Very recently, Du et al. have reported that the [111]-faceted anatase nanocrystals exhibit higher photocatalytic activity than that of spherical nanoparticles without specific facet on the surface (non-facet), but lower photocatalytic activity than the {010}-faceted anatase nanocrystals. The results of photocatalytic studies suggest that the photocatalytic activity is not only dependent on the surface energy but also on the surface crystal structure and electronic structure.122

Although a large number of studies have been reported on synthesis and photocatalytic activity of the TiO2 with specific facet on the particle surface,

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the DSSC performance, it may be due to the synthesis processes are difficult to provide enough amounts of nanocrystals with the specific facet for the DSSC characterizations, and/or the nanocrystals sizes are too large for high performance DSSC. Actually, the most of anatase particle with specific facet on the surface are synthesized by crystal growth processes based on Ostwald ripening mechanism in the solutions containing facet directing agents such as HF, NH3, and organic compounds

as described above. These processes can provide the anatase particles with particle size of about 1 μm,130 however, it is difficult to prepare nanoparticles with size of about 20 nm for high performance DSSCs.

Wen et al. have reported the first study on the crystal facet effect on the DSSC performance, and found that {010}-faceted anatase nanocrystals exhibit specially high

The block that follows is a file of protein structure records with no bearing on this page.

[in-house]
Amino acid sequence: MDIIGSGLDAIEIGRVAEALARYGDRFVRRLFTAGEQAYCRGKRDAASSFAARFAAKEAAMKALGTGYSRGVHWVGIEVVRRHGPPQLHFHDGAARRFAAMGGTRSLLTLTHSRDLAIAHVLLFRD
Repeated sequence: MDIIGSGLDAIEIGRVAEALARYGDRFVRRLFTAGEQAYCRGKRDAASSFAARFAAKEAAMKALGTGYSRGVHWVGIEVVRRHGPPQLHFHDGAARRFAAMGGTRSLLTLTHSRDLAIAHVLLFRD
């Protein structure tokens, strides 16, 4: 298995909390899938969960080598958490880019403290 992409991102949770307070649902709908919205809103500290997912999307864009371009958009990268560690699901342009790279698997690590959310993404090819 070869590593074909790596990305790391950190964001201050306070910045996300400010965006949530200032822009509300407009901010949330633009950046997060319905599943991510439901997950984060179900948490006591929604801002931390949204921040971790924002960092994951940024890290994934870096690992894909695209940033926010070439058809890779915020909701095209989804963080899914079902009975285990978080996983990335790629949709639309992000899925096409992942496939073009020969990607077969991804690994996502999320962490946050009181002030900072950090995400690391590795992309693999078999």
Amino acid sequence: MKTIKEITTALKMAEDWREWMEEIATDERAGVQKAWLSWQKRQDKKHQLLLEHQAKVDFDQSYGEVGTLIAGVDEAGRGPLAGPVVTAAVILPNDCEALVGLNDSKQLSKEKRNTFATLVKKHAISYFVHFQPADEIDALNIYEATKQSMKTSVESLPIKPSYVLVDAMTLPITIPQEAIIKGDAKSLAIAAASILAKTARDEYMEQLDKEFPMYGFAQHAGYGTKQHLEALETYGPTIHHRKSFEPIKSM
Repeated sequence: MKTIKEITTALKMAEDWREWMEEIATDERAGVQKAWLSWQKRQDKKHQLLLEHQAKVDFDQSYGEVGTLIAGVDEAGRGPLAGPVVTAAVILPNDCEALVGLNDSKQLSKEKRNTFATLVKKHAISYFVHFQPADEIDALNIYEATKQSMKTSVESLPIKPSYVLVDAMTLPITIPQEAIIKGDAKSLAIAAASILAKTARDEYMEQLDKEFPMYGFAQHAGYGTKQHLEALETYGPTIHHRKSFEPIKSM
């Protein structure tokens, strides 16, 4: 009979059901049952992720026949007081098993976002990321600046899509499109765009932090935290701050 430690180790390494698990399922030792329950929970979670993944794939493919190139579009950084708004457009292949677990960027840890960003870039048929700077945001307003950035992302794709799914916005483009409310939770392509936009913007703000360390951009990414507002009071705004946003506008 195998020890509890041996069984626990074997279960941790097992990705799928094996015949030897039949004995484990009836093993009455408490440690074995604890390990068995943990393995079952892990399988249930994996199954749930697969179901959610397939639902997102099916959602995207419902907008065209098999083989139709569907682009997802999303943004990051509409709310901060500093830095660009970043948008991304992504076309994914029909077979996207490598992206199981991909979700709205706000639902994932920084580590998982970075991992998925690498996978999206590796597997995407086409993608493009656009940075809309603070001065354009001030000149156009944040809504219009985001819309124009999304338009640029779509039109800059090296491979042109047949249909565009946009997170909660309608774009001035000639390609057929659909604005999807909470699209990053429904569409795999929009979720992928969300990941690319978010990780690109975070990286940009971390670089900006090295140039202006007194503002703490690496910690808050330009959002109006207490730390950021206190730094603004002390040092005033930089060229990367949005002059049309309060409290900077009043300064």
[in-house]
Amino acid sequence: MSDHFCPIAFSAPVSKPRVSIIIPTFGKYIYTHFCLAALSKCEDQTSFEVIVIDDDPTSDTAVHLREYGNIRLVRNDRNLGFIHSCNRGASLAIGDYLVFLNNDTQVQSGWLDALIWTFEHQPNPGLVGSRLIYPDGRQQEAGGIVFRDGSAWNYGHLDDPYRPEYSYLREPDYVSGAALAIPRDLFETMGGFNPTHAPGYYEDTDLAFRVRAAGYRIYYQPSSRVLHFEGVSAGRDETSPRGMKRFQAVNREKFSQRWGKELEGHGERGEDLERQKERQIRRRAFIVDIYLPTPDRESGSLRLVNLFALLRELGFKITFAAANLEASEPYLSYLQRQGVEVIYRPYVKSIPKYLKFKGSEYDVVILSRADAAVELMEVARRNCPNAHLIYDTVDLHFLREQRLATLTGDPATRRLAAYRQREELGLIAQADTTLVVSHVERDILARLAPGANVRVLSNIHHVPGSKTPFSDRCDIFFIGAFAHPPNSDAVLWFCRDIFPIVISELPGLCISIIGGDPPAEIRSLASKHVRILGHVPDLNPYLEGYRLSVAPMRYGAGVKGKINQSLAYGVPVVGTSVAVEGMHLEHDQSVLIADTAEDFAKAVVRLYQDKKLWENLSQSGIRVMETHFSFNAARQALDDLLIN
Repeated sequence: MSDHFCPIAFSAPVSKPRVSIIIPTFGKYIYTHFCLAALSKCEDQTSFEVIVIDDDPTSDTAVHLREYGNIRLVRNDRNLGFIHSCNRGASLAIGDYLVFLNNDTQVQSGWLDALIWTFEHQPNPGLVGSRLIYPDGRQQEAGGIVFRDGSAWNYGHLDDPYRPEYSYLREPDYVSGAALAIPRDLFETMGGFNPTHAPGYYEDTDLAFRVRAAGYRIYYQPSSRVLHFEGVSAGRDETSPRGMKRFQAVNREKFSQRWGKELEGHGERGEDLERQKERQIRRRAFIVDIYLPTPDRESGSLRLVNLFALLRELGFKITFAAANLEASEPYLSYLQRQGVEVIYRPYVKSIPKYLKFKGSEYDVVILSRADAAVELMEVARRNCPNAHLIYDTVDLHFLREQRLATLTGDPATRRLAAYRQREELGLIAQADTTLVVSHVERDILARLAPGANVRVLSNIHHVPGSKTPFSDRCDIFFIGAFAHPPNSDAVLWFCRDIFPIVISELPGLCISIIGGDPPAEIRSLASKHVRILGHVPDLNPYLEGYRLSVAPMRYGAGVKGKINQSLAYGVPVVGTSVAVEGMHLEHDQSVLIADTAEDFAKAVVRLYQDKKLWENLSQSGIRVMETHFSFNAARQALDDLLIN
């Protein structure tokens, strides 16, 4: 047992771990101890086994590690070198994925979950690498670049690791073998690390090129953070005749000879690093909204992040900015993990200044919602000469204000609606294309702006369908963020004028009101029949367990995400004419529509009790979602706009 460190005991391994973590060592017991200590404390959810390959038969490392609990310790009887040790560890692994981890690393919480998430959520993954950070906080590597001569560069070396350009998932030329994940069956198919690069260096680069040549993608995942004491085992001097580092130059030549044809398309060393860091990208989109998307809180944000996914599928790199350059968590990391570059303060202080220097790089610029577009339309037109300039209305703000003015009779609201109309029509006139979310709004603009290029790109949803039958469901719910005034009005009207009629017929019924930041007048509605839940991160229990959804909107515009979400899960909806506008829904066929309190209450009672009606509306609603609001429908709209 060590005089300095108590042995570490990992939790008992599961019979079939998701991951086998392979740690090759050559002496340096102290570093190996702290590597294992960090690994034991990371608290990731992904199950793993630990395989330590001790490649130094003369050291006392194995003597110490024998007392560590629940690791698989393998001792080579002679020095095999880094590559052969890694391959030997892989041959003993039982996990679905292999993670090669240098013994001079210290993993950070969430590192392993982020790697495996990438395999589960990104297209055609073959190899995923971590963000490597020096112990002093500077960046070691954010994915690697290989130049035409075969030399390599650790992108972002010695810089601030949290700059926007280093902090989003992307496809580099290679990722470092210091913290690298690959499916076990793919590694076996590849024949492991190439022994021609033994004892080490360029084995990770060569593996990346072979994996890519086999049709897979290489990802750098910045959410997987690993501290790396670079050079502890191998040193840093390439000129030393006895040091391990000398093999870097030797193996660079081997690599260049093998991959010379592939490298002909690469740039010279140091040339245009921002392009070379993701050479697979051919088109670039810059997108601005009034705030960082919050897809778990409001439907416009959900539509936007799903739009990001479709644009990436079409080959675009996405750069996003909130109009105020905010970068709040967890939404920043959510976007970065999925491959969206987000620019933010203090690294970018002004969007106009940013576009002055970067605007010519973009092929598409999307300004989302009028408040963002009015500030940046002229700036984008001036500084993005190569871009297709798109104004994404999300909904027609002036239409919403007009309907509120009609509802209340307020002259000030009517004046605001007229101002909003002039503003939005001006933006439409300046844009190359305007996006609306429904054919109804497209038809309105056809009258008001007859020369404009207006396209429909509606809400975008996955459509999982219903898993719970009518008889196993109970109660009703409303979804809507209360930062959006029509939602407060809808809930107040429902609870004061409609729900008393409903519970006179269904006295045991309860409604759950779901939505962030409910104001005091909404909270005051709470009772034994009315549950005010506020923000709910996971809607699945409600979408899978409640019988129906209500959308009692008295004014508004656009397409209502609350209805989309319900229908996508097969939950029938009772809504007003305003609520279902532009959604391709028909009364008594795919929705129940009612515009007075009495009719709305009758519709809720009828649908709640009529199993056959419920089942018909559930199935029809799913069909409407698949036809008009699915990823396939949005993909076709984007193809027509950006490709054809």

Jsc value due to strong adsorption of sensitizer dye molecules on the {010} facets,

which improves injecting photoelectrons from LUMO (lowest unoccupied molecular orbital) of the molecule to the conduction band of TiO2.79, 133 Wu et al. have reported

that the bipyramid rod-like anatase nanocrystals with high percentage of {101} faces can capture the electrons injected from the dye photoexcited state to the anatase conducting band, decrease the annihilation of electrons, and increase the electron concentration of the TiO2 photoelectrode compared to the spherical anatase

nanocrystals.134 Furthermore, Wang et al. have studied the DSSC performance of anatase nanosheets-based microspheres with dominant high surface energy {001} facets, which exhibited the superior cell performance comparing with that of P25. And they concluded that the TiO2 nanosheets-based microspheres have high surface area to

increase amount of absorbed dye molecules, and it also can enhance light harvesting.135 Very recently, we have studied the DSSC performance of {010}-faceted, [111]-faceted, and non-faceted anatase nanoparticles with size about 20 nm and compared with P25.

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1.6. Layered Titanate Compounds

The layered titanate compounds can be applied to photocatalyst, fuel cells electrolyte, and biomedical materials.136-138 The layered titanate compounds are constructed by stacking negatively charged structural unit layers and cations such as the alkali and alkaline earth metal ions in the interlayer spaces. The structure of negatively charged layer is consisted with corner and edge shared TiO6 octahedrons.

Depending on the content of the alkali or alkaline metal and the assembly pattern of the corner and edge shared TiO6 octahedron, the layered titanate compounds have two

kinds of main structural formula A2TinO2n+1 and AmTi2-m/3Bm/3O4, respectively. For

A2TinO2n+1 system, the structural unit of layered titanate compound is the number n of

edge shared TiO6 octahedrons on the same plane and the adjacent structure unit can

share corner, and form corrugated structure of layers, namely they have step-like layered structures. For AmTi2-m/3Bm/3O4 system, it shows the structure related to